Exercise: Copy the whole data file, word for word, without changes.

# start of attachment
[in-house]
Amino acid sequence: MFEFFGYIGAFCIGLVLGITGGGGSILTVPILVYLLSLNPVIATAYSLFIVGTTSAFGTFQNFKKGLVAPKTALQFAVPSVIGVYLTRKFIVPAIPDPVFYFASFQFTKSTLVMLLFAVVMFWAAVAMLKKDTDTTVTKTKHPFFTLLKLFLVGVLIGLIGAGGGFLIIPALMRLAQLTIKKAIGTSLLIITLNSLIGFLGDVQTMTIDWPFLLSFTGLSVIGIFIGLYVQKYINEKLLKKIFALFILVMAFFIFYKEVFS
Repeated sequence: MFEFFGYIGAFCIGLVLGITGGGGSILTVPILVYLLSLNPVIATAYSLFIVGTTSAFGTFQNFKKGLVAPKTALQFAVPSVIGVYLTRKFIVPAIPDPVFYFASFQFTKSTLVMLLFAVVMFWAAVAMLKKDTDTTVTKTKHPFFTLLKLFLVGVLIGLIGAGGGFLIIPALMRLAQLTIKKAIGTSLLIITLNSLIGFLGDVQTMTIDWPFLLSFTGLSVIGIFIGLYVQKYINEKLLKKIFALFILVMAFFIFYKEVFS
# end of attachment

[in-house]
Amino acid sequence: MFEFFGYIGAFCIGLVLGITGGGGSILTVPILVYLLSLNPVIATAYSLFIVGTTSAFGTFQNFKKGLVAPKTALQFAVPSVIGVYLTRKFIVPAIPDPVFYFASFQFTKSTLVMLLFAVVMFWAAVAMLKKDTDTTVTKTKHPFFTLLKLFLVGVLIGLIGAGGGFLIIPALMRLAQLTIKKAIGTSLLIITLNSLIGFLGDVQTMTIDWPFLLSFTGLSVIGIFIGLYVQKYINEKLLKKIFALFILVMAFFIFYKEVFS
Repeated sequence: MFEFFGYIGAFCIGLVLGITGGGGSILTVPILVYLLSLNPVIATAYSLFIVGTTSAFGTFQNFKKGLVAPKTALQFAVPSVIGVYLTRKFIVPAIPDPVFYFASFQFTKSTLVMLLFAVVMFWAAVAMLKKDTDTTVTKTKHPFFTLLKLFLVGVLIGLIGAGGGFLIIPALMRLAQLTIKKAIGTSLLIITLNSLIGFLGDVQTMTIDWPFLLSFTGLSVIGIFIGLYVQKYINEKLLKKIFALFILVMAFFIFYKEVFS